Pausing to Reflect


No‘ono‘o (nvt. Thought, reflection, thinking, meditation.)

Photo: Sylvia Hussey

Aloha mai kākou,

As a child growing up in Kohala, summer meant a “pause” in our family’s normal school and work routines – a time for the kids to attend summer fun and for our extended ‘ohana to spend weeks together camping at Spencer Beach Park in Kawaihae.

It was so much fun. All the kids slept crowded together in tents. As soon as the sun was up, we were in the ocean, splashing in the clear, crystalline water with the beach all to ourselves. Invariably, someone would step on wana while playing in the ocean, or get a kiawe thorn stuck in their rubber slipper while running through our campgrounds, but that did not deter us or ruin our fun.

Thinking about those summers in Kohala reminds me that taking time to pause and reflect, to quiet our minds and just “be” is healthy – even Ke Akua took time to rest. Midway through 2021, and about 18 months into the pandemic, seems like a good time to do that.

Back in July 2020, daily infection and death counts weighed heavily upon us. COVID-19 disrupted every aspect of our lives. Beyond fear of the disease itself – which has now killed a shocking 3.8 million people – economic systems were devastated, resulting in job loss and extreme financial hardship and hunger for the most vulnerable among us. Social distancing left many people isolated and lonely; depression, anxiety, and domestic violence increased.

Fast forward and July 2021 looks very different. Although the pandemic is not over and we must remain vigilant, vaccines are now available that can protect us from contracting or dying from this disease. Many businesses have now reopened with safety protocols in place, social interaction with friends and extended ʻohana has resumed, and this summer definitely feels more “normal” than the last one.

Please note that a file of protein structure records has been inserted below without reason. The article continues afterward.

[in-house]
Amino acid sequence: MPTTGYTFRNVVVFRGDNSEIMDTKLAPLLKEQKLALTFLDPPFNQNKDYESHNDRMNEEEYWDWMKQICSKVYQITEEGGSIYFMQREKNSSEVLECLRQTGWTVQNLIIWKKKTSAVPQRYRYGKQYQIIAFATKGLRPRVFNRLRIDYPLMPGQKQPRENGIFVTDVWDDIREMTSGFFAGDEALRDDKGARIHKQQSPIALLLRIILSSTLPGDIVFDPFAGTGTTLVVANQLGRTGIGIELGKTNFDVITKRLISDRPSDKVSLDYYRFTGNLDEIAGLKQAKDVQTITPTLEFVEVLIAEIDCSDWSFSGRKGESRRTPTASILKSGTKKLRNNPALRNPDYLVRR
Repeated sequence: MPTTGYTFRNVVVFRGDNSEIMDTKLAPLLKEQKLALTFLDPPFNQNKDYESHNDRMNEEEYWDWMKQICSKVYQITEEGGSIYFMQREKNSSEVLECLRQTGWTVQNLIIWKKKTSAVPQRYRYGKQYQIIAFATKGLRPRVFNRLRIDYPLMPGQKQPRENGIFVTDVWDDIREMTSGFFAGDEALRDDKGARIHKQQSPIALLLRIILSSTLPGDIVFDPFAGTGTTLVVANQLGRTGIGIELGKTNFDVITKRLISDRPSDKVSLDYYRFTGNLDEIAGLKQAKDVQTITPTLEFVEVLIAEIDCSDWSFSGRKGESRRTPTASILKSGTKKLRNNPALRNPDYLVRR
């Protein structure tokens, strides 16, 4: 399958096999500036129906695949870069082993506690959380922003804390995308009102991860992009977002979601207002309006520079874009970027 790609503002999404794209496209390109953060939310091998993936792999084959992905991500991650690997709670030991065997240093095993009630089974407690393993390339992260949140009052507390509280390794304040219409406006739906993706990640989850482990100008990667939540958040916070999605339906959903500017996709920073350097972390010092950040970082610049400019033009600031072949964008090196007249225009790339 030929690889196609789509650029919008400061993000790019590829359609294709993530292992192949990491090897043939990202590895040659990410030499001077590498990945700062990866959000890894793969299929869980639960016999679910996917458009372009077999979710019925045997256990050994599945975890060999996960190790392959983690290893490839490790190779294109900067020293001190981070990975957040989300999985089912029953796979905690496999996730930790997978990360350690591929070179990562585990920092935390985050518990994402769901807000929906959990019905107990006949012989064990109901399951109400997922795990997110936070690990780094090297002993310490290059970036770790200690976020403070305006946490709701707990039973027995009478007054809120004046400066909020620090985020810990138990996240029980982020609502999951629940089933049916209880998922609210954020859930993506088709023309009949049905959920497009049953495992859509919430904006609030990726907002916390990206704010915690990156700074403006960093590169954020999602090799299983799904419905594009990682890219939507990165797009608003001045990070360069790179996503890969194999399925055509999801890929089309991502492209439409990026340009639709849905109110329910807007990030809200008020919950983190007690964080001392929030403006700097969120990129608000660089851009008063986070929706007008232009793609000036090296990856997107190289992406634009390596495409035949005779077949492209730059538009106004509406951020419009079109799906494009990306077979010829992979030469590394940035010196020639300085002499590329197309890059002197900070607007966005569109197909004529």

The pandemic held humanity hostage and as we slowly emerge from its grip, what have we learned about ourselves and our community? What roles did our ʻohana and moʻomeheu (culture) play in keeping us resilient? How did that influence the organic efforts in every kaiāulu (community) to mālama those who were struggling, especially our kūpuna? And what have we learned about the way the ʻāina recovers from too much of us – and how do we apply all of this ʻike as we move forward?

Mālama ʻāina and mālama olakino (health) feature prominently in this issue of Ka Wai Ola. A new document, Mai Ka Pō Mai, the fruit of a collaboration between government agencies and private citizens, scientists and cultural practitioners, lays the groundwork for management of Papahānaumokuākea in a way that is culturally appropriate and environmentally sound.

We also detail the Health Outcomes outlined in OHA’s Mana i Mauli Ola Strategic Plan, learn about the Kanilehua Framework for culturally based mental health, and hear from Kauaʻi physician Kapono Chong-Hanssen who addresses ʻŌiwi who remain skeptical about the COVID-19 vaccine.

And finally, we reflect on the origin and revitalization of Lā Hoʻihoʻi Ea, Hawaiʻi’s first national holiday celebrated on July 31, and what it means to us today.

Ua mau ke ea o ka ʻāina i ka pono.

Sylvia M. Hussey, Ed.D.
Ka Pouhana/Chief Executive Officer